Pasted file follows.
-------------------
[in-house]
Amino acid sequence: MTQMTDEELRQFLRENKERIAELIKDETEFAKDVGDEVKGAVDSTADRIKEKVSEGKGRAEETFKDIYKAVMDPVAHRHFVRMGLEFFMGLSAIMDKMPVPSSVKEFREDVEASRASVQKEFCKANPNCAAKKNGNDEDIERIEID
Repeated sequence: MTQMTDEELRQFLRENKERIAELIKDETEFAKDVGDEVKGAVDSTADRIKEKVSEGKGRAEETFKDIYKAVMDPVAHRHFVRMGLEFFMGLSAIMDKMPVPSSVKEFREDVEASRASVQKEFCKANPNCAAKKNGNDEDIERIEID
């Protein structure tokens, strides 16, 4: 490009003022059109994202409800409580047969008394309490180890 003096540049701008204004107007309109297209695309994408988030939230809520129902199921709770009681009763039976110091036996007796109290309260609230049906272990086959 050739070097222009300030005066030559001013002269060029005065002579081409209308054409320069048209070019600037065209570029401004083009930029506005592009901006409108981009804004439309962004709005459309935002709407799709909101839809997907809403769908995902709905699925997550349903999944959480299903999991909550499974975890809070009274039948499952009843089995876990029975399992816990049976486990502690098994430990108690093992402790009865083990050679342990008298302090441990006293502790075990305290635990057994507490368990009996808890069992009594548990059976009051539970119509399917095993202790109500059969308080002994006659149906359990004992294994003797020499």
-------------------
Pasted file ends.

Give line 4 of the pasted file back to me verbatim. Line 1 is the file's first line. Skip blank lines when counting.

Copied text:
């Protein structure tokens, strides 16, 4: 490009003022059109994202409800409580047969008394309490180890 003096540049701008204004107007309109297209695309994408988030939230809520129902199921709770009681009763039976110091036996007796109290309260609230049906272990086959 050739070097222009300030005066030559001013002269060029005065002579081409209308054409320069048209070019600037065209570029401004083009930029506005592009901006409108981009804004439309962004709005459309935002709407799709909101839809997907809403769908995902709905699925997550349903999944959480299903999991909550499974975890809070009274039948499952009843089995876990029975399992816990049976486990502690098994430990108690093992402790009865083990050679342990008298302090441990006293502790075990305290635990057994507490368990009996808890069992009594548990059976009051539970119509399917095993202790109500059969308080002994006659149906359990004992294994003797020499």